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BOJ Is More Upbeat About Japan’s Rebound for a Second Month

Bank of Japan Governor Masaaki Shirakawa
Bank of Japan Governor Masaaki Shirakawa. Photographer: Kiyoshi Ota/Bloomberg

The Bank of Japan raised its economic assessment for a second month after companies ramped up production at the fastest pace in more than 50 years.

Governor Masaaki Shirakawa and his policy board left the benchmark lending rate between zero and 0.1 percent at a meeting in Tokyo today, the central bank said in a statement. They also kept unchanged a 10 trillion yen ($125 billion) fund to buy assets such as corporate bonds and exchange-traded funds.

Automakers from Toyota Motor Corp. to Honda Motor Co. are restoring facilities and hiring workers to make up for lost output from the March 11 temblor, and companies expect profits to surge 21 percent in the second half of the year. Increased optimism about the rebound fueled gains in the Nikkei 225 Stock Average last month, making it the world’s best performing developed market benchmark index.

“The BOJ is confident because supply-chain constraints are easing faster than expected,” said Junko Nishioka, chief economist at RBS Securities in Tokyo and a former central bank official. “They haven’t been factoring in risks like Europe’s debt crisis, which has been making markets volatile, so they may need to alter their stance if more negative factors emerge.”

Stocks slid 1.4 percent to 9,925.92 on concern Europe’s debt crisis would spread, weakening earnings prospects exporters. The yen, which has appreciated more than 4 percent against the dollar in the past three months, traded at 79.80.

Risks to Outlook

The central bank today said developments in the U.S. and European economies were among risks for the outlook. The Bank of Japan is expected to keep its benchmark interest rate unchanged until at least mid-2013, according to 11 of 14 economists surveyed by Bloomberg News.

The BOJ cut its growth forecast for the year ending March 2012 to 0.4 percent from an April estimate of 0.6 percent. It kept its predictions for a 2.9 percent expansion in the following year and inflation of 0.7 percent for both fiscal 2011 and fiscal 2012, according to today’s statement.

“Japan’s economic activity is picking up with an easing of the supply-side constraints caused by the earthquake disaster,” the central bank said in a statement. Increasing output has resulted in an “upturn” in exports, and household and business sentiment has improved, it said.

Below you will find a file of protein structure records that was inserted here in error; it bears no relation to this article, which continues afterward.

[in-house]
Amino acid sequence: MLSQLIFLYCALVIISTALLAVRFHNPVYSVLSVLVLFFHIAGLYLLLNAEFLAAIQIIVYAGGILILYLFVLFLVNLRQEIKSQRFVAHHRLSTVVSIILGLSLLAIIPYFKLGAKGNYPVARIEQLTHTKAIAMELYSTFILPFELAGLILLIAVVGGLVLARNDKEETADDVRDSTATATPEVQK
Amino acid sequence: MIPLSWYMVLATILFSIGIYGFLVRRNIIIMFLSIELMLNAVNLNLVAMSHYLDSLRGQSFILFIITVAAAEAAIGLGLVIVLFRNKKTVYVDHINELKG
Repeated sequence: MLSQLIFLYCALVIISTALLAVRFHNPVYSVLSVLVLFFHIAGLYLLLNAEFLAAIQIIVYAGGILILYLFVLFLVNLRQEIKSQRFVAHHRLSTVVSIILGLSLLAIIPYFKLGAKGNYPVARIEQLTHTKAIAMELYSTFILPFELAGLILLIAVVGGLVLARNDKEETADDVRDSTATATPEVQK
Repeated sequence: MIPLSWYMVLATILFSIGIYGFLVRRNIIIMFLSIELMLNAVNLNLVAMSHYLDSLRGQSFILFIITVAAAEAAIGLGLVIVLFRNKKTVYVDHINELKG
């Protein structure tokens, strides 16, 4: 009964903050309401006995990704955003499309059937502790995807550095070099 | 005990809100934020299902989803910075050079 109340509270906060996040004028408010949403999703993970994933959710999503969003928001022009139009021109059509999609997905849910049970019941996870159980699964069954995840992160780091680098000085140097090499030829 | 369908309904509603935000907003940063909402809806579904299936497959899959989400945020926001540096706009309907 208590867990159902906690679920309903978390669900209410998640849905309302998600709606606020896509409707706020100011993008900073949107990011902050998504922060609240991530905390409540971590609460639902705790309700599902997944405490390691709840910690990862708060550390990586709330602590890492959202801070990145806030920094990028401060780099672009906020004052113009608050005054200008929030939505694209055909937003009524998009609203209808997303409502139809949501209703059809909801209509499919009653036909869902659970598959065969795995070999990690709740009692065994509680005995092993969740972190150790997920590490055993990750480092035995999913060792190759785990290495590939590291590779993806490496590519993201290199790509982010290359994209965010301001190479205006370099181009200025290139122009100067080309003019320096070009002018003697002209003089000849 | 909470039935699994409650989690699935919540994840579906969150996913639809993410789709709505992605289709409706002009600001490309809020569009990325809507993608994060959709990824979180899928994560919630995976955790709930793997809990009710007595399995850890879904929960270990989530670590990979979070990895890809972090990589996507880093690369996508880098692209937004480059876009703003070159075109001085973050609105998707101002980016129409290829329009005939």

Toyota and Honda said last month they plan to add thousands of workers in Japan as they increase production. Toyota, the world’s largest automaker, said domestic plants were running at 90 percent of planned levels in June, up from 50 percent in April and May, when output was depressed by a shortage of parts from suppliers.

Spending Rebound

Manufacturers see business prospects improving later this year and plan to spend more on plant and equipment while also stepping up hiring of workers, the central bank’s Tankan survey showed. Conditions for service providers have also been improving. Retail sales fell at the slowest pace in May since the disaster and wages rose for the first time since the temblor.

Economists said recent signs of a slowdown in the U.S., Japan’s second-largest export destination, and increased electricity constraints at home in the aftermath of a nuclear accident in Fukushima may cloud the outlook. The U.S. unemployment rate rose to 9.2 percent in June, the highest this year, as payrolls grew at the slowest pace in nine months.

Nuclear Plants Shut

Japan’s government yesterday pledged to keep all nuclear reactors halted by the accident idle until it completes safety tests. Almost two-thirds of the nation’s 54 reactors have been shut by the earthquake or taken offline because of regular checks.

Shirakawa said today he was “very concerned” about power shortages prompting companies to move factories overseas, lowering the nation’s growth potential.

“Japan’s medium-term growth prospects have stagnated since the earthquake,” said Kiichi Murashima, chief economist at Citigroup Global Markets Japan Inc. in Tokyo. “Lack of clarity over when the nuclear reactors will be re-started and the electricity supply constraints related to that have increased uncertainty and may prompt manufacturers to shift production overseas.”

Prime Minister Naoto Kan has proposed a 2 trillion yen second extra budget for rebuilding after the quake. The disaster has left more than 22,000 people dead or missing, and the government estimates it caused 16.9 trillion yen in damage.

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